Bikeway advocates are fond of calling experienced bicycle drivers “strong and fearless.” How often are experienced pedestrians or motorists referred to in that way? The key characteristics of bicycle drivers are their understanding of how conflicts and crashes are most likely to happen, and their use of the best strategies to prevent those conflicts. Inordinate strength and fearlessness are simply not necessary for successful bicycle driving.

This “strong and fearless” framing is clearly intended to marginalize cyclists who are competent and experienced. How many novice cyclists would express a desire to become “strong and fearless”?

Ultimately, whatever type of accommodation is provided along our roads, cyclists will need to understand the true causes of crashes and the best strategies for avoiding them. Neither the causes nor the strategies are common knowledge, and they sometimes run contrary to popular belief. That’s why cyclist education is essential.

how to change American bicycle culture

How to jumpstart a virtuous traffic culture

At the American Bicycling Education Association, we also want America to have the best motorists. By “best” we mean competent, predictable and courteous. Here’s what’s exciting:

We bicyclists can create a virtuous transportation culture.

It’s beyond the scope of this post to describe how, but when you explore CyclingSavvy Online or attend a CyclingSavvy workshop, we’ll show you how. You’ll discover how motorists who seem so dumb and careless can become quite smart and courteous when you change your behavior.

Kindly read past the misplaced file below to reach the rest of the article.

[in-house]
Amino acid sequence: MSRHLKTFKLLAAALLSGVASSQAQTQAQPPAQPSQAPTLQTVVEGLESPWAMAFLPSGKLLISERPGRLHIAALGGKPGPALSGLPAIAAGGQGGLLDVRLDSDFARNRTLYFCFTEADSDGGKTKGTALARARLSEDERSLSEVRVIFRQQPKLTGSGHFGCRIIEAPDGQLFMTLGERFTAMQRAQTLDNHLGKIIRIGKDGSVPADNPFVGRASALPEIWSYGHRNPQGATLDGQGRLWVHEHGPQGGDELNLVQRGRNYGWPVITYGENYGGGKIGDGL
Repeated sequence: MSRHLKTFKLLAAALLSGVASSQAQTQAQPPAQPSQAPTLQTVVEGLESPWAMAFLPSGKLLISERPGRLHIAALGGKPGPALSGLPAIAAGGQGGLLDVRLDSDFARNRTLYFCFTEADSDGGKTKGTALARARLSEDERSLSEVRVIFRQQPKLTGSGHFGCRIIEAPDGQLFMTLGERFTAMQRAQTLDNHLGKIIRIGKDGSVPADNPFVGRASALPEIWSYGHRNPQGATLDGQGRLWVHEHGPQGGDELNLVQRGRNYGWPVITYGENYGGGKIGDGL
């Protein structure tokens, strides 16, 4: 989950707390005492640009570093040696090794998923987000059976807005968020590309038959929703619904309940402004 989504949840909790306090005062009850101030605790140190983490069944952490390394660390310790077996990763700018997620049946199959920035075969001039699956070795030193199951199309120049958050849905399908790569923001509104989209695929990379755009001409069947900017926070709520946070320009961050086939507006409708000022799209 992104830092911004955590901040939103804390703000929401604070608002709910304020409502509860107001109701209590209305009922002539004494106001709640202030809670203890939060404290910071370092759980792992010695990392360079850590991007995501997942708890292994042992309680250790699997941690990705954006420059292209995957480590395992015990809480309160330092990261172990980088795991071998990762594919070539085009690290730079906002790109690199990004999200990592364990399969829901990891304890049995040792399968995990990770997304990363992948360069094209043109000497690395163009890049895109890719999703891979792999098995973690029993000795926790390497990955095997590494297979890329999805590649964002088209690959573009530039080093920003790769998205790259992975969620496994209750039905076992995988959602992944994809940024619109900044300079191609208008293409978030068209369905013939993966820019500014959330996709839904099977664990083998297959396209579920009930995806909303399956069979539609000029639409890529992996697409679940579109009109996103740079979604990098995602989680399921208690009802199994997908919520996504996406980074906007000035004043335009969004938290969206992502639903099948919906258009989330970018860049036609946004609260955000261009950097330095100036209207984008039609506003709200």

The best bicyclists are educated bicyclists, who fully understand the difference between being a bicyclist operating as a pedestrian, and bicyclist operating as a driver.

The best cyclist is a savvy cyclist.

ABEA wants American bicyclists to be the best in the world.

3 replies
  1. Katherine Tynan
    Katherine Tynan says:

    I am reminded of one school of thought on the answer to the seemingly simple question “How long did it take you to knit ______?”. My answer would be 15 years. On a clock it took me a few hours or a few hundred hours to finish that project. However, the experiences of knitting for many years gave me the skills to complete the project quickly.
    The same is true of the route that lead me to take Cycling Savvy. I didn’t wake up the same week I was allowed to ride on the road alone and decide to ride Riverview Blvd. Good cycling pedagogy made my answer to a flooded Riverfront Trail riding 3 miles on an arterial.

    Reply
  2. Gary A Cziko
    Gary A Cziko says:

    Another thought-provoking piece from Mighk–thanks!

    I suspect that critics will say that bicyclists are different from both pedestrians and motorists. Faster and less maneuverable than pedestrians. But slower, narrower and more maneuverable than motorists. So ideally, bicyclists should be separated from both pedestrians and motorists.

    Special bike infrastructure can be designed to make that work. But what we typically see in the U.S. are facilities such as door-zone and edge bike lanes and cycle tracks that increase bicyclists’ conflicts with both motorists’ and pedestrians and creates a third mode of transportation for which the rules are often not clear (such as who yields to whom when a bike lane slants diagonally left across a travel lane that slants diagonally right?).

    What’s unique about CyclingSavvy is that it provides education for cyclists operating in all three modes–as a driver, as a pedestrian and–perhaps trickiest of all–as that in-between mode between driver and pedestrian operating on special bicycle infrastructure.

    Reply